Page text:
2017 Reading Challenge

In January I decided I would try a GoodReads reading challenge, 50 books.  I figured 50 books wouldn't be too bad, although it 10x more than I normally read in a year.
When you consider it, it's only a book a week, with a chance to skip two weeks if something comes up.
A typical book take less than 8 hours to read. That's a little more than an hour a day to get 1 book a week.  Even if I'm a little busy during the week, I can easily pick up the slack on the weekend by reading 4 hours a day.
In March I was already pretty far ahead, it looked like 50 books in a year would be a cake walk. I prefer a challenge and decided to go for the much more ambitious 100 books in one year. Unfortunately, now I was very far behind. I would need to read 3 to 4 books a week in order to catch up. I had to start changing things in order to make it:

Stop reading novels like the 1050 page opus Reamde, by Neal Stephenson or even the 613 page New York 2140, by Kim Stanley Robinson. Stick to boo…

Technology is accelerating

As Ray Kurzweil says, (information) technology is accelerating.  This is great but increasingly we are seeing devices turning obsolete faster than ever.

Who want's to get CRT tv, anymore - even if it was free?Why would I want to buy a motorcycle that doesn't have fuel injection?Would you want a 3 year old cell phone? When you watched a movie on TV, for the longest time, it was difficult to tell which decade it was filmed in.  You sometimes noticed when there were k-cars on the road and the movie wasn't trying to be set in the 80's.  But once computers and cell phone started appearing then you could tell quite quickly what decade, even what year the movie was probably made. What worries me is the change of more expensive technologies in the future: My car is obsolete because it doesn't have fulltime internet access or because it doesn't self drive.My house is obsolete because it isn't smart or is too far in the countryside for high speed internet.My city is ob… homepage back up

My old web page had been down for more than a year.

It had used an old version of TurboGears which eventually my provider stopped supporting and then finally last month my account expired and I didn't renew.
So it was really without a home.  This weekend I decided that I should put it back up.  It's been pretty good to me, it got me this great job because they found my resume on my site.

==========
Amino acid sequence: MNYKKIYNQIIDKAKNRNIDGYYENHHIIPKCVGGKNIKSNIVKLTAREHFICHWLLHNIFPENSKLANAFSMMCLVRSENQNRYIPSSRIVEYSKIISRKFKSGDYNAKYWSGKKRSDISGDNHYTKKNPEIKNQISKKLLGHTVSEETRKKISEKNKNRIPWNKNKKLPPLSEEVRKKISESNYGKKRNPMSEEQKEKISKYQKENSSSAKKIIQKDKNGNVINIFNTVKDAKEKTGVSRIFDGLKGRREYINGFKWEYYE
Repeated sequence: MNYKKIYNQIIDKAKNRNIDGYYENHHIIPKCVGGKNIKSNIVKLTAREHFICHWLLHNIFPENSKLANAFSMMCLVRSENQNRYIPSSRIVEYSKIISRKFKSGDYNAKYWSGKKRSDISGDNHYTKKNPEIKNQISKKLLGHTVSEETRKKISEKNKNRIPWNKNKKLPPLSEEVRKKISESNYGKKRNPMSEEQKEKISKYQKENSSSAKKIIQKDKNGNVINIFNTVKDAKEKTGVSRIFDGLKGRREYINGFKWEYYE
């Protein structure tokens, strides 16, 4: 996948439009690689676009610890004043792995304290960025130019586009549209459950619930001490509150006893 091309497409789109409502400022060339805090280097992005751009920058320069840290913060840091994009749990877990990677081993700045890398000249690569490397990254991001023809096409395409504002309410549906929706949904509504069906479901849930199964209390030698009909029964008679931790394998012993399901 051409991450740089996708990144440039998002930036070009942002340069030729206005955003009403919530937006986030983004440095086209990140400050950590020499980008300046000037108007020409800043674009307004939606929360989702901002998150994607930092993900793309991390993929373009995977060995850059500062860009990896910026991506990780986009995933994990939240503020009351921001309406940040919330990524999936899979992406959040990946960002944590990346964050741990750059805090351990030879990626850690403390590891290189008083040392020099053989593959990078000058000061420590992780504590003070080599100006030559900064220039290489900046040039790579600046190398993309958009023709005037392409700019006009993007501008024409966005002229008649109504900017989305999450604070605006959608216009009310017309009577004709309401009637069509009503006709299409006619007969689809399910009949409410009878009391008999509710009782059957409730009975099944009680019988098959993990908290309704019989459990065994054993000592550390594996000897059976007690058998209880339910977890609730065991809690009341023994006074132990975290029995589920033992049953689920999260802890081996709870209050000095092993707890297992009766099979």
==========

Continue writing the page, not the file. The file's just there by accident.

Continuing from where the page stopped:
As I got the old files I found that I actually had more than 3 versions of the site.  The very first one was using Microsoft FrontPage.  My backup was littered with .htm files.

Later I had used PHP, and quite a bit. It's interesting how I used PHP more as programming language and less as a templating language.  It was difficult to understand how the site looked, it was all code and functions.  I had to use the Wayback Machine to find out what it really looked like.

Finally I had used Python and TurboGears.  After that I pretty much left alone, until now.

Since I like learning …

Hello Streetview

Hello streetview, how are you doing?

Vanity URL

Finally decided to buy for my vanity URL, why not?

It points to my blog.instead of the less memorable and paying for 5 years is relatively cheap.

Key-Train Launched

In the spirit of "Release Early/Release Often" I've shipped the first version of key-train (

Here's a screenshot:

Features include: Training for all the lowercase keys on the main part of the keyboard in two languages (English/Brazilian Portuguese) and two keyboards (qwerty/ABTN).  More languages and keyboards should be easy to add.Easy for others to contribute better lessons and new keyboards.Easy for others to translate the software using the standard gettext package (I recommend using poedit). The key-train.pot file is created automatically - so don't edit it.  For your language, you would create a .po file like, this one.A reasonable progression of keys and training (27 lessons).Speed and accuracy training by typing in parts of Wikipedia articles.Only one lesson file is required for different languages and keyboards.But the program isn't complete, here's a list of the biggest problems: The package is way too big, I have to split out …

fsck'd my drive

After a few power failures during a week of storms I rebooted my Ubuntu Linux computer and fsck found some errors. Next time I booted it found (and corrected) even more errors, until, eventually I wasn't able to boot anymore (couldn't find grub).

I have a good backup system* so I wasn't too concerned (although this was my first real test).  I had run smartctl on the first sign of trouble and it didn't give any errors, so it didn't appear to be a hard disk failure. I figure this is an opportunity for me to setup 64bit version of Ubunt and I've also been thinking about dual booting to Windows® because Steam looks like an easy and cheap way to install games.

I put an old version of Windows XP in the drive and... it blue screened.  It just didn't want to install.  I tried two other versions and it also failed.  I then got the Ubuntu disk and it installed with no problems.  I tried Windows again, again it failed to install even though I had reformatted the disk …